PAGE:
Law enforcement had been alerted to a stolen Hyundai Sante Fe on March 28 by the manufacturer, and officials at the company agreed to help track the vehicle, according to WKRN.
When officers with the Metropolitan Nashville Police Department tried to pull over the SUV, however, the suspect took off in the SUV.
But Hyundai had another trick up its sleeve: a new security measure called Stolen Vehicle Slowdown. They were able to remotely reduce power, and finally shut off the engine.
The suspect was named as Alex Oldham, 24, in local reports.
According to Fox 17, 15 grams of meth, 7 grams of cocaine, and 1 gram of heroin were found in the vehicle.
A car manufacturer worked with Nashville police to stop a suspected thief, eventually disabling the SUV remotely while the man was fleeing police on the interstate.
“Stolen Vehicle Slowdown enables law enforcement to gradually reduce the engine power of the vehicle, slowing it down to safe levels”‘ according to the Hyundai USA’s website.
“A warning is also transmitted to the driver prior to the slowdown procedure. Stolen Vehicle Immobilization enables law enforcement to send a signal to the vehicle, which immobilizes the engine management system, preventing it from starting.”
Local reports do not indicate how the vehicle was stolen.
A recent review of stolen vehicles in the area over a week showed that the majority (63 percent) were easy targets because the keys were left inside or made available to thieves.
“Five of the 37 vehicles stolen were left running without the driver present,” said a local government statement.
The capacity to shut down stolen vehicles remotely might appear attractive to some owners. But some in the tech and automotive industry warn that any wireless connection to the outside world—including various smart technology features—could leave the vehicle vulnerable to hackers.
According to CNET, the only other manufacturer to provide remote slowdown is General Motors, as part of their OnStar Service—which has been around for over a decade.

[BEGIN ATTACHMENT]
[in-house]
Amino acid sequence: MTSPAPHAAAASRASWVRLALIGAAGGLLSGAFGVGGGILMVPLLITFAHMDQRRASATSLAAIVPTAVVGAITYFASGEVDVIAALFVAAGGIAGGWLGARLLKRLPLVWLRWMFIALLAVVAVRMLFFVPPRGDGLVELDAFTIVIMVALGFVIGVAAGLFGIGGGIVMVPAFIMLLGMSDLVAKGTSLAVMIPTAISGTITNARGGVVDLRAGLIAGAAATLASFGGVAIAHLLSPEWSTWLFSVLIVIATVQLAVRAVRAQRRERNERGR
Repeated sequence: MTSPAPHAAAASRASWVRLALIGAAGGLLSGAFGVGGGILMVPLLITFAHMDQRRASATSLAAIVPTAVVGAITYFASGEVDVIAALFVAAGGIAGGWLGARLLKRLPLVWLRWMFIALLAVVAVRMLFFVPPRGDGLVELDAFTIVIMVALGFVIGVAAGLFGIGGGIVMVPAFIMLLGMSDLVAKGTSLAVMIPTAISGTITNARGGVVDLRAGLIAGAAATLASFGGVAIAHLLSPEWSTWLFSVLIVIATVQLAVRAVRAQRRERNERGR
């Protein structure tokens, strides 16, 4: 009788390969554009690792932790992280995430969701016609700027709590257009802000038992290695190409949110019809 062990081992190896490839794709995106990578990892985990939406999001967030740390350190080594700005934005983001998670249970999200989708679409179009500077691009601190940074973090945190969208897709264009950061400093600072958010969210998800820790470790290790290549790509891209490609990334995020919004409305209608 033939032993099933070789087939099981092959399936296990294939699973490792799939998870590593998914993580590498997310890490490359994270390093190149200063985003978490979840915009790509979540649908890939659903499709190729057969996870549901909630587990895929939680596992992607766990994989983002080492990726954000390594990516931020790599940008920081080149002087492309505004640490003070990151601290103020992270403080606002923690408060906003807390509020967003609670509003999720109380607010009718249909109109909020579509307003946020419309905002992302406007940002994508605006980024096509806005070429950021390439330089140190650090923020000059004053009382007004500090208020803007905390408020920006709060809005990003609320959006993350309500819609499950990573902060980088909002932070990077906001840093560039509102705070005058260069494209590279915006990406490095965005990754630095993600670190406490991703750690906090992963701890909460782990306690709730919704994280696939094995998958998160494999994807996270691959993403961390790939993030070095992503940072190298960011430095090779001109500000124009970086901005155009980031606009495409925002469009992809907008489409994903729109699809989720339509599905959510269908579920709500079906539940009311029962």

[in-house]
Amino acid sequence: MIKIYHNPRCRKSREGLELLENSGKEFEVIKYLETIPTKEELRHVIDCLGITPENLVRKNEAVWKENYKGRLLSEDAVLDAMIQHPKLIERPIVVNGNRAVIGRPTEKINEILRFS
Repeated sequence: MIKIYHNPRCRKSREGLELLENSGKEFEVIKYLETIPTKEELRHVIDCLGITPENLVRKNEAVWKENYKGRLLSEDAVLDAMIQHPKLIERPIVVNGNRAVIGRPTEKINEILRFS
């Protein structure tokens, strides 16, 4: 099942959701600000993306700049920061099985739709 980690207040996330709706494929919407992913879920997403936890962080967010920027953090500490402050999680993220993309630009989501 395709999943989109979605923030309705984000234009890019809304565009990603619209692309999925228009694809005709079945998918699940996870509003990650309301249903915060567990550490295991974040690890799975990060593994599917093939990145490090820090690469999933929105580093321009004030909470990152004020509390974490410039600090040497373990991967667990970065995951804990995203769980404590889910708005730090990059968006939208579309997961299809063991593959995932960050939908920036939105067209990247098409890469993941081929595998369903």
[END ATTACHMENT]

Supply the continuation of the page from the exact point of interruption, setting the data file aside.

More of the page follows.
The OnStar service cuts power to the vehicle, but leaves brakes and steering unaffected, while the hazard lights flash to draw attention to the vehicle.
Back in 2013, GM claimed it slowed down a stolen vehicle once every three or four days.
But as in-car smart technologies grow smarter, so will the criminals, warn some in the tech industry, as cars become vulnerable to the kinds of security problems previously confined to computers.
Earlier this year, one tech security company showed that fitting “smart” alarms could make cars less secure.
Pen Test Partners, a British firm that analyzes IoT security, wrote on its website, “After purchasing and fitting several high-end ‘smart’ alarms to our cars, costing us around $5,000, we discovered that two of the largest aftermarket alarm systems have critical security flaws.”
Those flaws allowed the hackers to go-locate the car in real time, to disable the alarm, unlock the car, and to disable the engine immobilizer.
“In some cases, the car engine could be ‘killed’ whilst it was driving. One alarm brand allowed drivers to be ‘snooped’ on through a microphone,” the website continued.
“Now if you want to take the car, you can just stop the engine to order, unlock the vehicle, grab the driver, pinch the keys and you’re off.”Ken Munro, founder of the company, said in a video explaining their findings. ” This is crazy.”